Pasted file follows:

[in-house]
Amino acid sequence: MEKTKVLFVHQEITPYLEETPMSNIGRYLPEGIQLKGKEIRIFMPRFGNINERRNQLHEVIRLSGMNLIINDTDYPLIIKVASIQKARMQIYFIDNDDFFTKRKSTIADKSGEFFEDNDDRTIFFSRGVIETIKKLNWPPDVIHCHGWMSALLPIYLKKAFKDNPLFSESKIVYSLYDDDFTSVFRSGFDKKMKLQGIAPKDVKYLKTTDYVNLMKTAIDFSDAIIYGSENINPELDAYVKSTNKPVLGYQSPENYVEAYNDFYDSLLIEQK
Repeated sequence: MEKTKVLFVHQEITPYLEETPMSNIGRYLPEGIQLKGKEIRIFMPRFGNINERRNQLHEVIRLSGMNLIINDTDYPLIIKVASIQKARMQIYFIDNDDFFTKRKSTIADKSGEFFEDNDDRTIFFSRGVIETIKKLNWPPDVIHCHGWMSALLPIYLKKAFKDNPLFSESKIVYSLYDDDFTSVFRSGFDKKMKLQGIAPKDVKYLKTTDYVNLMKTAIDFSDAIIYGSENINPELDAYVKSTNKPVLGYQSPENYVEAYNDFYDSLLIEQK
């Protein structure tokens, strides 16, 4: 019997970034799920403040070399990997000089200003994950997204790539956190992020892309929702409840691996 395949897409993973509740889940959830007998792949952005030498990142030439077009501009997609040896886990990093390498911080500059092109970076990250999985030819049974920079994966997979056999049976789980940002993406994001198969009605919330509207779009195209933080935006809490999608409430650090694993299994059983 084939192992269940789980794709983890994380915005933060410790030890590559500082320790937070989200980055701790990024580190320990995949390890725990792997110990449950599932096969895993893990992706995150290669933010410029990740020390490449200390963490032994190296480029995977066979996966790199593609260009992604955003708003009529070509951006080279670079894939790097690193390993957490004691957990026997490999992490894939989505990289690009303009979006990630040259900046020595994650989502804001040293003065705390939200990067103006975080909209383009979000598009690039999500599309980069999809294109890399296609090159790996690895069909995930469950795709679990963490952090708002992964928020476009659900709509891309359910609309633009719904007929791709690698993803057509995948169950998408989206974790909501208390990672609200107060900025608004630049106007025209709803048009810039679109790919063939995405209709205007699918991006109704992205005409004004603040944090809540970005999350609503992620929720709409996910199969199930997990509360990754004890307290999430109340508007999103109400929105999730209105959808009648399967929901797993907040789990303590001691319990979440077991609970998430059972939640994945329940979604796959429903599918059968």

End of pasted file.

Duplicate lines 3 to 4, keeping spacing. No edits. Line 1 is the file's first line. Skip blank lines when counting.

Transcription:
Repeated sequence: MEKTKVLFVHQEITPYLEETPMSNIGRYLPEGIQLKGKEIRIFMPRFGNINERRNQLHEVIRLSGMNLIINDTDYPLIIKVASIQKARMQIYFIDNDDFFTKRKSTIADKSGEFFEDNDDRTIFFSRGVIETIKKLNWPPDVIHCHGWMSALLPIYLKKAFKDNPLFSESKIVYSLYDDDFTSVFRSGFDKKMKLQGIAPKDVKYLKTTDYVNLMKTAIDFSDAIIYGSENINPELDAYVKSTNKPVLGYQSPENYVEAYNDFYDSLLIEQK
């Protein structure tokens, strides 16, 4: 019997970034799920403040070399990997000089200003994950997204790539956190992020892309929702409840691996 395949897409993973509740889940959830007998792949952005030498990142030439077009501009997609040896886990990093390498911080500059092109970076990250999985030819049974920079994966997979056999049976789980940002993406994001198969009605919330509207779009195209933080935006809490999608409430650090694993299994059983 084939192992269940789980794709983890994380915005933060410790030890590559500082320790937070989200980055701790990024580190320990995949390890725990792997110990449950599932096969895993893990992706995150290669933010410029990740020390490449200390963490032994190296480029995977066979996966790199593609260009992604955003708003009529070509951006080279670079894939790097690193390993957490004691957990026997490999992490894939989505990289690009303009979006990630040259900046020595994650989502804001040293003065705390939200990067103006975080909209383009979000598009690039999500599309980069999809294109890399296609090159790996690895069909995930469950795709679990963490952090708002992964928020476009659900709509891309359910609309633009719904007929791709690698993803057509995948169950998408989206974790909501208390990672609200107060900025608004630049106007025209709803048009810039679109790919063939995405209709205007699918991006109704992205005409004004603040944090809540970005999350609503992620929720709409996910199969199930997990509360990754004890307290999430109340508007999103109400929105999730209105959808009648399967929901797993907040789990303590001691319990979440077991609970998430059972939640994945329940979604796959429903599918059968």